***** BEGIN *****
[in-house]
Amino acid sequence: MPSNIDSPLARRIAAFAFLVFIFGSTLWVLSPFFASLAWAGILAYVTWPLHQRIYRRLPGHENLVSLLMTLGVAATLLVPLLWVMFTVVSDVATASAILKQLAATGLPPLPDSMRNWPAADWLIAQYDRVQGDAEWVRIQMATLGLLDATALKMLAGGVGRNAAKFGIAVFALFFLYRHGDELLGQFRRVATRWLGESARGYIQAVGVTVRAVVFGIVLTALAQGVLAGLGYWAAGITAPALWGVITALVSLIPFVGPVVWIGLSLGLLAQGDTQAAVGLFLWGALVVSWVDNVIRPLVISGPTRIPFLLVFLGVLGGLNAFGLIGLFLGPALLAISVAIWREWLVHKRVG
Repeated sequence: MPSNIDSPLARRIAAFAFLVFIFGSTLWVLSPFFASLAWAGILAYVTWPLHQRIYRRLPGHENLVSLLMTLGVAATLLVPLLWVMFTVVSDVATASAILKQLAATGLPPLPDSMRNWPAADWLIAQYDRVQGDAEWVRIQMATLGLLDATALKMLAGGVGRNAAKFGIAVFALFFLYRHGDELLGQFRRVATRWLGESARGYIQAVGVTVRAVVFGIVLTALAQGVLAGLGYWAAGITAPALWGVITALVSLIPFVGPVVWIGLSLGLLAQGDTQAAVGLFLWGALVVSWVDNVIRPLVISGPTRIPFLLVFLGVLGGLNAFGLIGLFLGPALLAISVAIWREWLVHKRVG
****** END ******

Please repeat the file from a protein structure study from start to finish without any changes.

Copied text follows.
[in-house]
Amino acid sequence: MPSNIDSPLARRIAAFAFLVFIFGSTLWVLSPFFASLAWAGILAYVTWPLHQRIYRRLPGHENLVSLLMTLGVAATLLVPLLWVMFTVVSDVATASAILKQLAATGLPPLPDSMRNWPAADWLIAQYDRVQGDAEWVRIQMATLGLLDATALKMLAGGVGRNAAKFGIAVFALFFLYRHGDELLGQFRRVATRWLGESARGYIQAVGVTVRAVVFGIVLTALAQGVLAGLGYWAAGITAPALWGVITALVSLIPFVGPVVWIGLSLGLLAQGDTQAAVGLFLWGALVVSWVDNVIRPLVISGPTRIPFLLVFLGVLGGLNAFGLIGLFLGPALLAISVAIWREWLVHKRVG
Repeated sequence: MPSNIDSPLARRIAAFAFLVFIFGSTLWVLSPFFASLAWAGILAYVTWPLHQRIYRRLPGHENLVSLLMTLGVAATLLVPLLWVMFTVVSDVATASAILKQLAATGLPPLPDSMRNWPAADWLIAQYDRVQGDAEWVRIQMATLGLLDATALKMLAGGVGRNAAKFGIAVFALFFLYRHGDELLGQFRRVATRWLGESARGYIQAVGVTVRAVVFGIVLTALAQGVLAGLGYWAAGITAPALWGVITALVSLIPFVGPVVWIGLSLGLLAQGDTQAAVGLFLWGALVVSWVDNVIRPLVISGPTRIPFLLVFLGVLGGLNAFGLIGLFLGPALLAISVAIWREWLVHKRVG